Although Amos was called by God to be a prophet, this was not his primary vocation. He was a shepherd and a farmer of sycamore-fig trees from the town of Tekoa, just 11 miles south of Jerusalem in the highlands of Judah. Amos wrote the book that bears his name between 760-750 bc. This puts his ministry after Elijah and Elisha, but before Isaiah and Micah. Although Amos was from Judah, his message is primarily directed at the northern kingdom of Israel.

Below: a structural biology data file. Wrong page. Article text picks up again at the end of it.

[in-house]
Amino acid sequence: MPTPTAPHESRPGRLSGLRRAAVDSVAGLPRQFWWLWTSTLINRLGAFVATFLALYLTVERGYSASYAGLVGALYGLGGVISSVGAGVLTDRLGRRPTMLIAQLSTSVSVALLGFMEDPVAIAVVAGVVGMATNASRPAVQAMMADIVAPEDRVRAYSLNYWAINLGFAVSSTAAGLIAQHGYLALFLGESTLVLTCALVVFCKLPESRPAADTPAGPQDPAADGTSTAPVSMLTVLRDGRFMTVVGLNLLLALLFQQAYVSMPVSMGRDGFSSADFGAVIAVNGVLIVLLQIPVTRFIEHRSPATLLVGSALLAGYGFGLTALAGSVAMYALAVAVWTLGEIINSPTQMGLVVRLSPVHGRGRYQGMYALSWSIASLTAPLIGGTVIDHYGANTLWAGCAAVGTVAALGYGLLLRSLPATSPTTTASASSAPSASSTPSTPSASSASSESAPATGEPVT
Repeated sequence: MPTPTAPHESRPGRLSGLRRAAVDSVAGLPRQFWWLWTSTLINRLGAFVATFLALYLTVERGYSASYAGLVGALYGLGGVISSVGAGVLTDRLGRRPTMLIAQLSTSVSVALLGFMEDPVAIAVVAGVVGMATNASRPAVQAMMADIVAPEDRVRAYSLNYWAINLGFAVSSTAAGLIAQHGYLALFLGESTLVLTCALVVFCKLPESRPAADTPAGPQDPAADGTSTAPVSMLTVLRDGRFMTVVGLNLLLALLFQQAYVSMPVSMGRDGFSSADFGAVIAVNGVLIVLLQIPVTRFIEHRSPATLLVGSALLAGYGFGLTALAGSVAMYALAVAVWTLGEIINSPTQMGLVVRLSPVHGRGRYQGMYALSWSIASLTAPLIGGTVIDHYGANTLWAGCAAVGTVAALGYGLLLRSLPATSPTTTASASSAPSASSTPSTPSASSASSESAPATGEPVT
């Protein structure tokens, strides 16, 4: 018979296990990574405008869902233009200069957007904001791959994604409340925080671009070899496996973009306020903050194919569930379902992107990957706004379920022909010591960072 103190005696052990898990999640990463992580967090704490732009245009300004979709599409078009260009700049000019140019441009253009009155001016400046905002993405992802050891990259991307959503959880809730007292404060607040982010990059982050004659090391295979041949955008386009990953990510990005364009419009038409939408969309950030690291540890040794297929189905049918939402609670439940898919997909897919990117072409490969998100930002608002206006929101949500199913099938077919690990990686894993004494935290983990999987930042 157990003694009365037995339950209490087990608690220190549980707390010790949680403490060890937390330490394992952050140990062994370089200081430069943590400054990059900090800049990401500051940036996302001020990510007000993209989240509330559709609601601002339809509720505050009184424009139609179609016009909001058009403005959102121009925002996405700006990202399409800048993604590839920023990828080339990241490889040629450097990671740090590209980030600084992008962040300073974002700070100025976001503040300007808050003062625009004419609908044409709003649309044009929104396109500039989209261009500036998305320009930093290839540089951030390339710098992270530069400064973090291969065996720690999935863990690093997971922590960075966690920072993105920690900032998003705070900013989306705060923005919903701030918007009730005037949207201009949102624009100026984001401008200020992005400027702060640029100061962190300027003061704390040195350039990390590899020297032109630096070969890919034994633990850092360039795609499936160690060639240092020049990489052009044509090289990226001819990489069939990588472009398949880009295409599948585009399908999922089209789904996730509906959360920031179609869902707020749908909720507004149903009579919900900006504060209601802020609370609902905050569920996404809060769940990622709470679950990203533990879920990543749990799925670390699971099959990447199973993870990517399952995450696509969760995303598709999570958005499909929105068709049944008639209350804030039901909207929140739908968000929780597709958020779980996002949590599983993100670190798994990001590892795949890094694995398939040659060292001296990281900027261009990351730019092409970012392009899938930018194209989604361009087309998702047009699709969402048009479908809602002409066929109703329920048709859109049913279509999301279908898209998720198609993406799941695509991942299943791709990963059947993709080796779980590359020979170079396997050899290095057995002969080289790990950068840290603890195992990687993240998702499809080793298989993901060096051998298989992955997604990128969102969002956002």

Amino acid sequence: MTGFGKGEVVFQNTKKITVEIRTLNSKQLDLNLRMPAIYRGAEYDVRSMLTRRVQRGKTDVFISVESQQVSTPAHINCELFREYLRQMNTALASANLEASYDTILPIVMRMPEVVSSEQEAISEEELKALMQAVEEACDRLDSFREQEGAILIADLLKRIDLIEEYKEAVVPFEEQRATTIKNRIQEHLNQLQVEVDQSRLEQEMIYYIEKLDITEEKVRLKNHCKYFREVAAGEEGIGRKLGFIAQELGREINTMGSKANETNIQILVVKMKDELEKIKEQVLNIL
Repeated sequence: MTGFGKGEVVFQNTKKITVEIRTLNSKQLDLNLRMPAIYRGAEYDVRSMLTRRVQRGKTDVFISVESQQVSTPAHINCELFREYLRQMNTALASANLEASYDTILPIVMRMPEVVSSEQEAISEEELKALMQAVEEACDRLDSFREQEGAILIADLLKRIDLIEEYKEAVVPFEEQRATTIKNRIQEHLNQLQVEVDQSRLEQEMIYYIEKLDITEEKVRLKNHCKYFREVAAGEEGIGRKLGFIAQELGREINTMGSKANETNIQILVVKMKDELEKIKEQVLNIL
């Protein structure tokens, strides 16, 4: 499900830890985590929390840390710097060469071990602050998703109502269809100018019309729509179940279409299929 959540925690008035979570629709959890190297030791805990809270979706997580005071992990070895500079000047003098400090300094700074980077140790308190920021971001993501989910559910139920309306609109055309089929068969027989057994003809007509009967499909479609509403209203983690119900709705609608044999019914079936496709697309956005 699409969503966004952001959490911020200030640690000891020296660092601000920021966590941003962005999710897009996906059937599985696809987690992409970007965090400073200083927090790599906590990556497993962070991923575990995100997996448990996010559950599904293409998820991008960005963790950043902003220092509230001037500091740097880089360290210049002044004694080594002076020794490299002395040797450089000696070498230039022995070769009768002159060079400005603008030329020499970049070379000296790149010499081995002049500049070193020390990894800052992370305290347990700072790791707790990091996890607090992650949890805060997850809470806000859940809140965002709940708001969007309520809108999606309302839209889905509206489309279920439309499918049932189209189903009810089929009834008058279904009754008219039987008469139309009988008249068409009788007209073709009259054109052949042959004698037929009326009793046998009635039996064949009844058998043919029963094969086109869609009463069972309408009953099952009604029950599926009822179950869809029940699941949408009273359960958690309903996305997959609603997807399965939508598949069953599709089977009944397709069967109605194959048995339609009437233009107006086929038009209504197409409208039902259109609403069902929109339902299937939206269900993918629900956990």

The message of Amos focuses on social justice and impending judgement. Around 30 years later, the exile of Israel begins, followed by the destruction of the Jerusalem temple. While the message of Amos was primarily one of law, he concludes with a gospel message of hope that looks ahead to the coming of the Messiah. “‘In that day I will raise up the fallen tabernacle of David and repair its damages; I will raise up its ruins and rebuild it as in the days of old. I will plant them on their land, and they will never again be uprooted from the land that I have given them,’ says the Lord your God.”